On August 6, 2014, Governor Patrick signed House Bill 4123, the “Trial Court Bill,” altering two Massachusetts statutes concerning trial procedure at the Superior Court level. The new law, effective February, 2015, will substantially alter jury trial practice in two ways: first, attorneys will be permitted to question jurors during the impanelment process and second, counsel will be permitted to propose a specific dollar amount of damages to the jury during trial.
I. M.G.L. CHAPTER 234, SECTION 28: ATTORNEY CONDUCTED VOIR DIREPrior to the passage of this bill, Massachusetts remained the only state in New England, and one of the few states nationwide, that did not permit attorney-conducted voir dire. Voir dire is the questioning of prospective jurors by a judge or attorneys in court prior to trial.
Currently, the process of voir dire in Massachusetts is controlled by the judge in any given trial. As a way of screening for bias, a basic questionnaire is provided to jurors before they appear for jury duty. During impanelment, in a typical case, only the judge is permitted to ask the potential jurors any questions during the selection process. Most judges are receptive to asking the panel or specific potential jurors questions that the attorneys want to be asked.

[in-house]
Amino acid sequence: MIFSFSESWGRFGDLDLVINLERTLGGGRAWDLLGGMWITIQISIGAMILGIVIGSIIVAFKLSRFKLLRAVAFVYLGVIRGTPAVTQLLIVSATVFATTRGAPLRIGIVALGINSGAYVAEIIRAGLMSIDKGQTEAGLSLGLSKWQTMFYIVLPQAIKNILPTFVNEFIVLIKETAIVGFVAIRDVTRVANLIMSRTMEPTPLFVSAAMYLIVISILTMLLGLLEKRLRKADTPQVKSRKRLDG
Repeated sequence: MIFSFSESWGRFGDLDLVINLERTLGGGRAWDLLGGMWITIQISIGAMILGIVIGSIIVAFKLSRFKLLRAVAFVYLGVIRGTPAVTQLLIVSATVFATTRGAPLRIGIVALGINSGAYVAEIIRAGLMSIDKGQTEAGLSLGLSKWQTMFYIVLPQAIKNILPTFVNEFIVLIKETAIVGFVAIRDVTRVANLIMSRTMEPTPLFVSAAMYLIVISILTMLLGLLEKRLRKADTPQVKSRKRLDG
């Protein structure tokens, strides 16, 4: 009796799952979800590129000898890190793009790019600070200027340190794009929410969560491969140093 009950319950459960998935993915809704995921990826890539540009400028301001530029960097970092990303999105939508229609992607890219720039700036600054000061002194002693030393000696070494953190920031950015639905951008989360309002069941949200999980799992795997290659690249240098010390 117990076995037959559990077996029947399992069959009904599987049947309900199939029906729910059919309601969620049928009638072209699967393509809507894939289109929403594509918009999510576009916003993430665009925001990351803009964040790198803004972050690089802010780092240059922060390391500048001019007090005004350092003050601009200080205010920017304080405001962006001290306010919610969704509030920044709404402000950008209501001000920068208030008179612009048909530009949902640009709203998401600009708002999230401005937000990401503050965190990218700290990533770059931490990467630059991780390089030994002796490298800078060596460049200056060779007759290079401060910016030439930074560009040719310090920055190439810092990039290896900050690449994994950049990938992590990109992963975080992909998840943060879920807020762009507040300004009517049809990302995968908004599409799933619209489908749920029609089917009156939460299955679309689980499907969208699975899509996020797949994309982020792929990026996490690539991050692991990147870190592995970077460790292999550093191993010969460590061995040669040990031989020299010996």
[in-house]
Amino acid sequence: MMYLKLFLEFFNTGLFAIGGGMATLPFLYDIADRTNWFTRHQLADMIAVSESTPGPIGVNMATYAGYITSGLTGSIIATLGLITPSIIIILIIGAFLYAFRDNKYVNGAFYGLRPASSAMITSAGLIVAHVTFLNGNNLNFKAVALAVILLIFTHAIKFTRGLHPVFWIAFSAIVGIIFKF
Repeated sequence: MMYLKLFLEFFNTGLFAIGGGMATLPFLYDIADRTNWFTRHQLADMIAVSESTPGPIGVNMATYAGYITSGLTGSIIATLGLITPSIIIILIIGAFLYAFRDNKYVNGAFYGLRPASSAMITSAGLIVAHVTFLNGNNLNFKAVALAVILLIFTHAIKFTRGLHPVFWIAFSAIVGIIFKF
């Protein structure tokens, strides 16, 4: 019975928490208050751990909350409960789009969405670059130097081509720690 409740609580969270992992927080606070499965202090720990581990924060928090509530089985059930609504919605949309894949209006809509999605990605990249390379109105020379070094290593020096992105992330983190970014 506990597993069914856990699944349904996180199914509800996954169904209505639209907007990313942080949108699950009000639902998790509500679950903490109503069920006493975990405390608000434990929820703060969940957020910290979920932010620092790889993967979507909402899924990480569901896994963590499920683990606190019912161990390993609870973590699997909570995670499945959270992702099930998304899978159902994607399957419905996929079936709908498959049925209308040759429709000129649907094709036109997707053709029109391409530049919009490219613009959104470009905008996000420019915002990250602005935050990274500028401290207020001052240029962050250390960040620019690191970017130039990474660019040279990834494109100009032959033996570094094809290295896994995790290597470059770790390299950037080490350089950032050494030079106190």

The recently signed bill modifies the statute governing voir dire practices, M.G.L. c. 234, §28, in pertinent part, as follows:
(1) In addition to whatever jury voir dire of the jury venire is conducted by the court, the court shall permit, upon the request of any party's attorney or a self-represented party, the party's attorney or self-represented party to conduct an oral examination of the prospective jurors at the discretion of the court.
(2) The court may impose reasonable limitations upon the questions and the time allowed during such examination, including, but not limited to, requiring pre-approval of the questions.
Approximately one week after the bill was signed, the Massachusetts Supreme Judicial Court formed a committee to work with the Superior Court to develop procedures for the implementation of the new statute.
Support for the new statute came primarily from the Massachusetts Bar Association and the Massachusetts Academy of Trial Attorneys. Recent studies have shown that Massachusetts has one of the lowest plaintiff personal injury win rates in the nation. Plaintiffs’ attorneys have voiced concerns that the public has grown suspicious of lawsuits due to a growing perception that many lawsuits are frivolous and unfounded, and that many potential jurors may be unintentionally biased against plaintiffs. The plaintiffs’ bar and other supporters of the act hope that the new measure will provide attorneys and judges with more information about potential jurors, reducing prejudices and making Massachusetts a more plaintiff-friendly state. On the other hand, as defense counsel, we will have an equal opportunity to expose “pro-plaintiff” jurors.